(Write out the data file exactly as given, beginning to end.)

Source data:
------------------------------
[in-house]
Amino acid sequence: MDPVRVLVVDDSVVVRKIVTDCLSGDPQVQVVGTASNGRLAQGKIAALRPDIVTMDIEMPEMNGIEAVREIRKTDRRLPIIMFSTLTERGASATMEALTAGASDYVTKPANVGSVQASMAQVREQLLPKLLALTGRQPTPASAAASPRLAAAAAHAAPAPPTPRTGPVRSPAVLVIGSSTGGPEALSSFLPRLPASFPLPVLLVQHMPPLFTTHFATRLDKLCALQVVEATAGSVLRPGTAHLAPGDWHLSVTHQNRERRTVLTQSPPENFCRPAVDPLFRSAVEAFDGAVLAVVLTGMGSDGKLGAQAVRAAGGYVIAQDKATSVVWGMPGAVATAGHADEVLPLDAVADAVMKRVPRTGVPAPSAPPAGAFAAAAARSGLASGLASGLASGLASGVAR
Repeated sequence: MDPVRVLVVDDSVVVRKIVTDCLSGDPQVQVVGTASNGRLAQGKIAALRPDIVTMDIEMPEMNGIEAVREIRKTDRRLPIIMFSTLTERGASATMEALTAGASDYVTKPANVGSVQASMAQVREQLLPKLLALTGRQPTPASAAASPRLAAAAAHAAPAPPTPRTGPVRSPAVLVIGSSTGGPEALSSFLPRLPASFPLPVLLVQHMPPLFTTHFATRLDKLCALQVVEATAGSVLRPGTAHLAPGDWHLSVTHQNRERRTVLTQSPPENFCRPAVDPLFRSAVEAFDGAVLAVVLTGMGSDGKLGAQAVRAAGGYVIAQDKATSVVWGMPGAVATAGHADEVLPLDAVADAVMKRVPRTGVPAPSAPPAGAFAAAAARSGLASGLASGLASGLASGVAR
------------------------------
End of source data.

[in-house]
Amino acid sequence: MDPVRVLVVDDSVVVRKIVTDCLSGDPQVQVVGTASNGRLAQGKIAALRPDIVTMDIEMPEMNGIEAVREIRKTDRRLPIIMFSTLTERGASATMEALTAGASDYVTKPANVGSVQASMAQVREQLLPKLLALTGRQPTPASAAASPRLAAAAAHAAPAPPTPRTGPVRSPAVLVIGSSTGGPEALSSFLPRLPASFPLPVLLVQHMPPLFTTHFATRLDKLCALQVVEATAGSVLRPGTAHLAPGDWHLSVTHQNRERRTVLTQSPPENFCRPAVDPLFRSAVEAFDGAVLAVVLTGMGSDGKLGAQAVRAAGGYVIAQDKATSVVWGMPGAVATAGHADEVLPLDAVADAVMKRVPRTGVPAPSAPPAGAFAAAAARSGLASGLASGLASGLASGVAR
Repeated sequence: MDPVRVLVVDDSVVVRKIVTDCLSGDPQVQVVGTASNGRLAQGKIAALRPDIVTMDIEMPEMNGIEAVREIRKTDRRLPIIMFSTLTERGASATMEALTAGASDYVTKPANVGSVQASMAQVREQLLPKLLALTGRQPTPASAAASPRLAAAAAHAAPAPPTPRTGPVRSPAVLVIGSSTGGPEALSSFLPRLPASFPLPVLLVQHMPPLFTTHFATRLDKLCALQVVEATAGSVLRPGTAHLAPGDWHLSVTHQNRERRTVLTQSPPENFCRPAVDPLFRSAVEAFDGAVLAVVLTGMGSDGKLGAQAVRAAGGYVIAQDKATSVVWGMPGAVATAGHADEVLPLDAVADAVMKRVPRTGVPAPSAPPAGAFAAAAARSGLASGLASGLASGLASGVAR